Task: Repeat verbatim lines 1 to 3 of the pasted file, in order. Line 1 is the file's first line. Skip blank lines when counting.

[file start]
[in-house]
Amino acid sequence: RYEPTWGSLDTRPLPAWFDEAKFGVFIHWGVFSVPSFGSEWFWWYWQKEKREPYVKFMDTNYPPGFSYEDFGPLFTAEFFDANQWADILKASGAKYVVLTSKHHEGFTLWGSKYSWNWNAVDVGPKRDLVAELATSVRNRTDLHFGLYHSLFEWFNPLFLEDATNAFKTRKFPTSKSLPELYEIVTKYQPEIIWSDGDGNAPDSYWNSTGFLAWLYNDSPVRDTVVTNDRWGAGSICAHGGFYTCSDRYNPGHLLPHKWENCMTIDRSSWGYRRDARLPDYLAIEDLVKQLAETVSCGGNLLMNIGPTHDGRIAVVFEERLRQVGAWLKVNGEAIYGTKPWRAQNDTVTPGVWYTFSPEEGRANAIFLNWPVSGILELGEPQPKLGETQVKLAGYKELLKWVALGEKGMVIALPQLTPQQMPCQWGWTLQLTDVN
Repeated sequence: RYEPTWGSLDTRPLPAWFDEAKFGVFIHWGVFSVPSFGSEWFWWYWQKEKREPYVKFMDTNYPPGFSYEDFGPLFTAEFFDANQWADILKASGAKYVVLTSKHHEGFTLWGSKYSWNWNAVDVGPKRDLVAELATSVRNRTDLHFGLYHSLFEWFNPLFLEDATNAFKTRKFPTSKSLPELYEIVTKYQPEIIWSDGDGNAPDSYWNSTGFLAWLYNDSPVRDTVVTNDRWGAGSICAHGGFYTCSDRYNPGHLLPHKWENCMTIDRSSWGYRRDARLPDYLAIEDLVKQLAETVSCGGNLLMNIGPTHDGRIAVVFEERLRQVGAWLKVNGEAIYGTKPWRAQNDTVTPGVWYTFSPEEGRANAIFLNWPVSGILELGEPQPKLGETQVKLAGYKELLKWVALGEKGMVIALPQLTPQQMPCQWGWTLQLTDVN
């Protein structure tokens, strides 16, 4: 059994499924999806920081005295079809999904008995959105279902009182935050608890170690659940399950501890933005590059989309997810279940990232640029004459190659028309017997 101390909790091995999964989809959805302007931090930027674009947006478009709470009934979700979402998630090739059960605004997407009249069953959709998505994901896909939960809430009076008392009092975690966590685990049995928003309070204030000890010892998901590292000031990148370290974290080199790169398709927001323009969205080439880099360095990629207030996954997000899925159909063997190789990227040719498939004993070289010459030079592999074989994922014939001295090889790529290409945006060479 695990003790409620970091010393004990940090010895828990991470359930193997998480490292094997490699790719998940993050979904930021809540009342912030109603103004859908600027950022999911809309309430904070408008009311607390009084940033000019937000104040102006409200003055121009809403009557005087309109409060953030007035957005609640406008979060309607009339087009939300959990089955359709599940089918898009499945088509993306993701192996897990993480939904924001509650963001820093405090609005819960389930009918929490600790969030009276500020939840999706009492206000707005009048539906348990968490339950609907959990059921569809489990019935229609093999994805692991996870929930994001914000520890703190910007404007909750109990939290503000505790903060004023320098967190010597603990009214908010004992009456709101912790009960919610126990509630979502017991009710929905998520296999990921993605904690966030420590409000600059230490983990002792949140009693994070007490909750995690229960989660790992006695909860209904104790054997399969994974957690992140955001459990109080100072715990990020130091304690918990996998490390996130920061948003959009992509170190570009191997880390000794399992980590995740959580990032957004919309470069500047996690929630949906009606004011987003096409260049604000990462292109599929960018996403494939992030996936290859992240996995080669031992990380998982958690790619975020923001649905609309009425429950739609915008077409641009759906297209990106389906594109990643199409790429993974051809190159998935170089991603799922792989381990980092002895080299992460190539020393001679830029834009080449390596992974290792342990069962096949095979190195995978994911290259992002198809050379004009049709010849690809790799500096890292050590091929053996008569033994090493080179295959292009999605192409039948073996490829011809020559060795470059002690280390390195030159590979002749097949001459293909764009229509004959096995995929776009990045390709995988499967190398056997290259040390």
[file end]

[in-house]
Amino acid sequence: RYEPTWGSLDTRPLPAWFDEAKFGVFIHWGVFSVPSFGSEWFWWYWQKEKREPYVKFMDTNYPPGFSYEDFGPLFTAEFFDANQWADILKASGAKYVVLTSKHHEGFTLWGSKYSWNWNAVDVGPKRDLVAELATSVRNRTDLHFGLYHSLFEWFNPLFLEDATNAFKTRKFPTSKSLPELYEIVTKYQPEIIWSDGDGNAPDSYWNSTGFLAWLYNDSPVRDTVVTNDRWGAGSICAHGGFYTCSDRYNPGHLLPHKWENCMTIDRSSWGYRRDARLPDYLAIEDLVKQLAETVSCGGNLLMNIGPTHDGRIAVVFEERLRQVGAWLKVNGEAIYGTKPWRAQNDTVTPGVWYTFSPEEGRANAIFLNWPVSGILELGEPQPKLGETQVKLAGYKELLKWVALGEKGMVIALPQLTPQQMPCQWGWTLQLTDVN
Repeated sequence: RYEPTWGSLDTRPLPAWFDEAKFGVFIHWGVFSVPSFGSEWFWWYWQKEKREPYVKFMDTNYPPGFSYEDFGPLFTAEFFDANQWADILKASGAKYVVLTSKHHEGFTLWGSKYSWNWNAVDVGPKRDLVAELATSVRNRTDLHFGLYHSLFEWFNPLFLEDATNAFKTRKFPTSKSLPELYEIVTKYQPEIIWSDGDGNAPDSYWNSTGFLAWLYNDSPVRDTVVTNDRWGAGSICAHGGFYTCSDRYNPGHLLPHKWENCMTIDRSSWGYRRDARLPDYLAIEDLVKQLAETVSCGGNLLMNIGPTHDGRIAVVFEERLRQVGAWLKVNGEAIYGTKPWRAQNDTVTPGVWYTFSPEEGRANAIFLNWPVSGILELGEPQPKLGETQVKLAGYKELLKWVALGEKGMVIALPQLTPQQMPCQWGWTLQLTDVN